We’re providing specialist geo-environmental and geotechnical consultancy to help unlock plans for a major city centre development in York, which forms the first part of the Castle Gateway regeneration scheme.
As part of these plans, City of York Council's scheme for Castle Mills will see 106 apartments built in Piccadilly and a new pedestrian and cycle bridge across the River Foss and a riverside park created behind the Castle Museum.
Andy Kerr, Head of Regeneration Programmes at City of York Council said:
“The Castle Mills scheme is part of the first phase of the delivery of the Castle Gateway Masterplan. Both the masterplan and this individual scheme will transform this area of York and we’re working together with specialist consultants, such as Hydrock, to unlock the site for development.
“With the scheme currently in the design stages, the work of Hydrock is important in helping us to understand the site and inform the detailed design. The decision to proceed with the construction of the scheme will be based on the final design and cost for the scheme, and is to be made by the City of York Council Executive in early 2022.”
As the scheme sits at the heart of an underdeveloped area with a long history, we were appointed by City of York Council to complete strategic intrusive investigations with a view to confirming the site’s feasibility, including recommendations for foundation design and remediation. These investigations are a complex undertaking due to the archaeological value of the area and the site’s position close to the River Foss.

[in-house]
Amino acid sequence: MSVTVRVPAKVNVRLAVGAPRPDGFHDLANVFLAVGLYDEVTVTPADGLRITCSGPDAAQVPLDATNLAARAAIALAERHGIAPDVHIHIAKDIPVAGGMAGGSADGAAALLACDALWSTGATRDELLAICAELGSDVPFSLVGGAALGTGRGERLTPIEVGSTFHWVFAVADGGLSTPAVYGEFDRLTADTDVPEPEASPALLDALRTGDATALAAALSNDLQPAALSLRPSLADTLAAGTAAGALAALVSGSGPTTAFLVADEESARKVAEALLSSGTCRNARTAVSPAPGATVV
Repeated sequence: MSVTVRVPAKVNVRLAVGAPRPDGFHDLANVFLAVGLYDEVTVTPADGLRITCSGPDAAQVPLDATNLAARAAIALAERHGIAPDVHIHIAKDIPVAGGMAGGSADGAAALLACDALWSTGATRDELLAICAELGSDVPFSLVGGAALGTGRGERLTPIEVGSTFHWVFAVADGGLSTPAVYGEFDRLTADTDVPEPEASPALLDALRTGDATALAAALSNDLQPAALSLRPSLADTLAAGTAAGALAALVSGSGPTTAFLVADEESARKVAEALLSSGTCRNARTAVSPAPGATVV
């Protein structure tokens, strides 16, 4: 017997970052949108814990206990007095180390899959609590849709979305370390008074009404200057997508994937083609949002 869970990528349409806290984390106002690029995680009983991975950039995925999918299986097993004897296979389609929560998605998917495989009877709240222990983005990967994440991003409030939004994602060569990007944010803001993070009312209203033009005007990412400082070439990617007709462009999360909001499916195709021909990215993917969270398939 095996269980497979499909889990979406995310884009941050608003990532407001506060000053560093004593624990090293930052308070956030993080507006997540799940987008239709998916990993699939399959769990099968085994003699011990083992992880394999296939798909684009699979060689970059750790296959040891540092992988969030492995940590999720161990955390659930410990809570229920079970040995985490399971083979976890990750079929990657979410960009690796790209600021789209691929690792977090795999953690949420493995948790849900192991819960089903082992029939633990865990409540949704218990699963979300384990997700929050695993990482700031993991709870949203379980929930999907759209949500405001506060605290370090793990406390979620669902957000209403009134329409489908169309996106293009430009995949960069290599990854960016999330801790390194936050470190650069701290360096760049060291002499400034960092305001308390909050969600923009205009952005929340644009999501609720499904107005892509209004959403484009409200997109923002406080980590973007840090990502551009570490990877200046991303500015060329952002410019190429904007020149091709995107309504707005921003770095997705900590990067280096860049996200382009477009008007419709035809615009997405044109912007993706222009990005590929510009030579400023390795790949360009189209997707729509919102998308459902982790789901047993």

Danny Hope, Regional Director at Hydrock, said:
“We’ve worked closely with City of York Council, the project manager, Turner & Townsend, and the appointed contractor, Wates, to prepare a programme of investigations that gathers robust data for the proposed development but is sensitive to the site constraints. We’re delighted to be involved in this scheme which has the potential to transform the historic Piccadilly area in York, through the creation of new homes and sustainable and beautiful community spaces.”
Due to the site’s medieval history dating as far back as 1066, the findings of an archaeological assessment conducted by York Archaeological Trust required close attention and have been considered in relation to advice around proposals for foundations, including the new pedestrian bridge. We’re working closely with the client’s archaeologist to ensure that we do not damage artefacts of historic value, and they will have a watching brief over our work throughout.
The proposals for the site include plans to close Castle Car Park to create world-class public realm and event space, and a proposal for some of that parking to be replaced with a new multi-storey car park at St George’s Field. Details around both these schemes are still being developed and are subject to Council approval.